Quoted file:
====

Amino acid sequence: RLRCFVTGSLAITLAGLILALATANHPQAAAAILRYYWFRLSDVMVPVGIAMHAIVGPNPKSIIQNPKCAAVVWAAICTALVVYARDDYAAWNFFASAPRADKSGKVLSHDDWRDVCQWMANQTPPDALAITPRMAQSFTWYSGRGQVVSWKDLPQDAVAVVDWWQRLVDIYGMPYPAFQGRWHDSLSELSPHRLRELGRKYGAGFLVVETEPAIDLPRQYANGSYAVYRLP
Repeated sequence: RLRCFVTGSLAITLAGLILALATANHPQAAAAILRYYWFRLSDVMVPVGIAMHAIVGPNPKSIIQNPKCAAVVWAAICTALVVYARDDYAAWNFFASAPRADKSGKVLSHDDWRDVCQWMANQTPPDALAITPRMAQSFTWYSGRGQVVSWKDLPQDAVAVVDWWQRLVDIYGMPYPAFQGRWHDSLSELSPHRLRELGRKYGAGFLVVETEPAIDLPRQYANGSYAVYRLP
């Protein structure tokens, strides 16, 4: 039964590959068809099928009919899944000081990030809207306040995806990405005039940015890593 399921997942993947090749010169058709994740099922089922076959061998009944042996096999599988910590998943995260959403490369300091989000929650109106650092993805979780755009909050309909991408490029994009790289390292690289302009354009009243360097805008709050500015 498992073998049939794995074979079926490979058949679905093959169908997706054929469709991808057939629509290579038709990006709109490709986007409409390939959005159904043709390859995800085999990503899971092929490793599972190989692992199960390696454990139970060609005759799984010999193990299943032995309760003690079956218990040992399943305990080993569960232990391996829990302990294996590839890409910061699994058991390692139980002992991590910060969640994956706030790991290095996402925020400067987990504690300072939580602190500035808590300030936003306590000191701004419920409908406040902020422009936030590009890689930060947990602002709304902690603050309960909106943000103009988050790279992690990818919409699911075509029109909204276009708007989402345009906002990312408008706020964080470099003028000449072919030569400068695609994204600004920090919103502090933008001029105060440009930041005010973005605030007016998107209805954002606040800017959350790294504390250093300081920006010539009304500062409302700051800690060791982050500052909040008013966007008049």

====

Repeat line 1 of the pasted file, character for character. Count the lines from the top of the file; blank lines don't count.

Amino acid sequence: RLRCFVTGSLAITLAGLILALATANHPQAAAAILRYYWFRLSDVMVPVGIAMHAIVGPNPKSIIQNPKCAAVVWAAICTALVVYARDDYAAWNFFASAPRADKSGKVLSHDDWRDVCQWMANQTPPDALAITPRMAQSFTWYSGRGQVVSWKDLPQDAVAVVDWWQRLVDIYGMPYPAFQGRWHDSLSELSPHRLRELGRKYGAGFLVVETEPAIDLPRQYANGSYAVYRLP